EDITOR’S NOTE: Analyzing Chinese foreign aid against the traditional concept of official development assistance is like comparing apples and oranges, thus giving “an inaccurate picture of the global aid and investment landscape,” argue Paul Callan, Jasmin Blak, and Andria Thomas of Dalberg Global Development Advisors in a blog for the Council on Foreign Relations. China’s broader foreign assistance flows, they say, match or surpass those from the United States and other traditional donors.
China has significantly expanded aid to and investment in developing countries in recent years. This expansion has been the subject of much debate, with many development scholars and policymakers seeking to understand how Chinese foreign assistance compares with that of “traditional” OECD [Organization for Economic Cooperation and Development] donors. However, many analyses compare official development assistance from traditional donors to a more varied collection of financial tools employed by China. These apples-to-oranges comparisons sometimes give an inaccurate picture of the global aid and investment landscape. A more careful analysis shows that while China gives relatively little ODA [official development assistance], its broader foreign assistance flows already match or exceed those from the United States and other OECD countries.
ODA — defined by the OECD to include grants, interest-free loans, and concessional loans — is the most frequently cited metric for foreign aid. China does not give much aid by this measure: Its ODA was estimated to be $2 billion in 2010, which equates to 0.04 percent of its gross national income. By comparison, U.S. ODA was $30 billion in 2010, equivalent to 0.21 percent of GNI, and all members of the OECD’s Development Assistance Committee — the main group of traditional donors — gave $128 billion in ODA in 2010.
Why, then, is China viewed as a significant donor? To understand, we need to look at other types of government assistance and at private sector funding flows.
Official assistance can be defined more broadly by adding to ODA a range of funds outside the OECD’s definition, such as export credits, natural-resource-backed lines of credit, subsidies for private investment, and mixed credits (combined concessional and market-rate loans). These are called “other official flows” by the OECD-DAC. OOF are usually distinguished from ODA by traditional donors because of concerns about the development implications of strings frequently attached to OOF arrangements, such as tying the funds to the use of products and services from the donor country.
China’s export credits and other types of OOF are larger than its ODA. Chinese OOF to Africa alone are estimated to have been about $5-6 billion in 2007. The U.S. and other OECD-DAC countries also provide various forms of OOF, but at a scale far below that of China. Annual U.S. OOF to all developing countries, net of repayments, never exceeded $1 billion during the period 2005 to 2010. To take one example, the Export-Import Bank of the United States authorized just under $10 billion in loans and other financing to Africa during the last eight years, during which time its Chinese counterpart is reported to have authorized $38 billion for the continent.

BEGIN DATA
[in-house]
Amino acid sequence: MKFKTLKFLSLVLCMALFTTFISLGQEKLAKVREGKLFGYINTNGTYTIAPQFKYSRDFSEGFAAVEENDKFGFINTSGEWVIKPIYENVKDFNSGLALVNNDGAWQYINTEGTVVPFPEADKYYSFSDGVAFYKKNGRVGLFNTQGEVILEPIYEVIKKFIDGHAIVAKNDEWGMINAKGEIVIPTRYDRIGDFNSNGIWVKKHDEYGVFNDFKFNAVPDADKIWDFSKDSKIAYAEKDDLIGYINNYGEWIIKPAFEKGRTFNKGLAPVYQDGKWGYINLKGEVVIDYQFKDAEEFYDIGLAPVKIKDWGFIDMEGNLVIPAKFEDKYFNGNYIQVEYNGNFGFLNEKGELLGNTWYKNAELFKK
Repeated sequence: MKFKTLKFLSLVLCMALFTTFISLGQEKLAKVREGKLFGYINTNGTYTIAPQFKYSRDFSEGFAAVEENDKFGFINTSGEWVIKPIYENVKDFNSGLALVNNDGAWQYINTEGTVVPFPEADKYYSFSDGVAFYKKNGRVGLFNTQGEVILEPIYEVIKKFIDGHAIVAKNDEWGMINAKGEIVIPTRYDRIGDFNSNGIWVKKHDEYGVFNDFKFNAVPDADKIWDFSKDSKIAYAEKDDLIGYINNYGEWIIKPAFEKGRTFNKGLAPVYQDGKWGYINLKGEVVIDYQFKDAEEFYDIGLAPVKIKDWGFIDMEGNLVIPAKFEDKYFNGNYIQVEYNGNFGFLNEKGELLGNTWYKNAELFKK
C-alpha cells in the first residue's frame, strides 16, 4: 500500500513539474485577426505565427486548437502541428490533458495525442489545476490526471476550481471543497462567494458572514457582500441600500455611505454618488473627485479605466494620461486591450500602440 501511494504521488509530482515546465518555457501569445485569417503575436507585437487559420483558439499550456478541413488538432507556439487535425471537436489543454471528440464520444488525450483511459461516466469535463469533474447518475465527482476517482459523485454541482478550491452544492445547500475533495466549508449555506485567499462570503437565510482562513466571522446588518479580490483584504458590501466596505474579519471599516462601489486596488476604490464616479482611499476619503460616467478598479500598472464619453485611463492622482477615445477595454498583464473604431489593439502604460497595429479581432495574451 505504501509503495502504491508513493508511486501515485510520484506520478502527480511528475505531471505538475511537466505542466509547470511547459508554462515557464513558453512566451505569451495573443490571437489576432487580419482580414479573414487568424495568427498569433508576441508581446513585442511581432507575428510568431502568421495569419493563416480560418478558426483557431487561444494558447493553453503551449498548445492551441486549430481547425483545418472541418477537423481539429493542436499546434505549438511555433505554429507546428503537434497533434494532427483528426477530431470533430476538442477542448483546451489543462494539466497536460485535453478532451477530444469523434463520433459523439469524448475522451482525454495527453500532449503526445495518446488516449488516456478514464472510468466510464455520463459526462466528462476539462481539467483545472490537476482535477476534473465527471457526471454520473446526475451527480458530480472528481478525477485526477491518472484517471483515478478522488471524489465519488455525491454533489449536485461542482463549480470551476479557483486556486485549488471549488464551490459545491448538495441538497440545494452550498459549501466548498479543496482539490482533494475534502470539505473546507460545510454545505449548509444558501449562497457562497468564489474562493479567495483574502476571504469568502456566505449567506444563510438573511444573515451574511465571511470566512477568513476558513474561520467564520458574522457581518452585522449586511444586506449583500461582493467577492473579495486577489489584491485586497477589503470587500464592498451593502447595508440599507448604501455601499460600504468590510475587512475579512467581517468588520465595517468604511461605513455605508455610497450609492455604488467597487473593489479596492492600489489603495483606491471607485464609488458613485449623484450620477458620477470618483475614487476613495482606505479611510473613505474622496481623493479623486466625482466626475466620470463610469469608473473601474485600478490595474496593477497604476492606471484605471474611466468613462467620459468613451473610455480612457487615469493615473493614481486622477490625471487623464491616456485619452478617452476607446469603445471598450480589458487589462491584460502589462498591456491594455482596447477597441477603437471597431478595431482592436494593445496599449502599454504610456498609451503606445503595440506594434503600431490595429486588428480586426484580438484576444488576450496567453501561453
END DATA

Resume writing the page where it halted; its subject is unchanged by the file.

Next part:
Foreign direct investments are private financial flows that count as neither ODA nor OOF. In China’s case, however, FDI is relevant to the discussion of foreign aid because state-owned companies likely account for a substantial proportion of FDI, making it harder to distinguish between public and private flows. For example, the single largest direct Chinese investment in Africa to date is the $5 billion purchase by the state-owned Industrial and Commercial Bank of China Ltd. of a 20 percent stake in South Africa’s Standard Bank in 2008. In all, China’s FDI to developing countries was estimated to be approximately $17 billion in 2010, representing an FDI to GNI ratio of 0.3 percent, roughly equal to that of the United States. Looking at sub-Saharan Africa specifically, China’s FDI to GNI ratio is greater than that of the U.S., though its absolute number is slightly less ($12.7 billion in 2007 to 2011 versus $16.6 billion).
Some of the confusion in the conversation about aid and investment stems from differences in philosophy. The Chinese government explicitly considers other developing countries to be business partners more than aid recipients in its economic diplomacy strategy. Consequently, the foreign assistance described in the government’s 2011 “China’s Foreign Aid” white paper and 2006 “African Policy” paper outlines many forms of non-ODA finance that China considers cooperative, including export buyer’s credits, preferential trade relationships and support for Chinese firms investing in developing countries. OECD-DAC members, by contrast, distinguish clearly between monies that they consider aid to developing countries (and the poor within them) and other flows related to commerce.
As China and other emerging donors come to contribute more to developing countries, it would be beneficial to have more accurate and consistent reporting across all donors. Comparable reporting standards could draw from both OECD definitions and emerging donor conventions, such as the Chinese practice of treating only the reduction in interest on concessional loans (rather than the whole loan) as ODA. More consistent data would enable developing countries and international development actors to better understand the nature of financial flows to their economies, and consequently to design better policies to harness these flows.
Edited for style and republished with permission from the Council on Foreign Relations. Read the original article.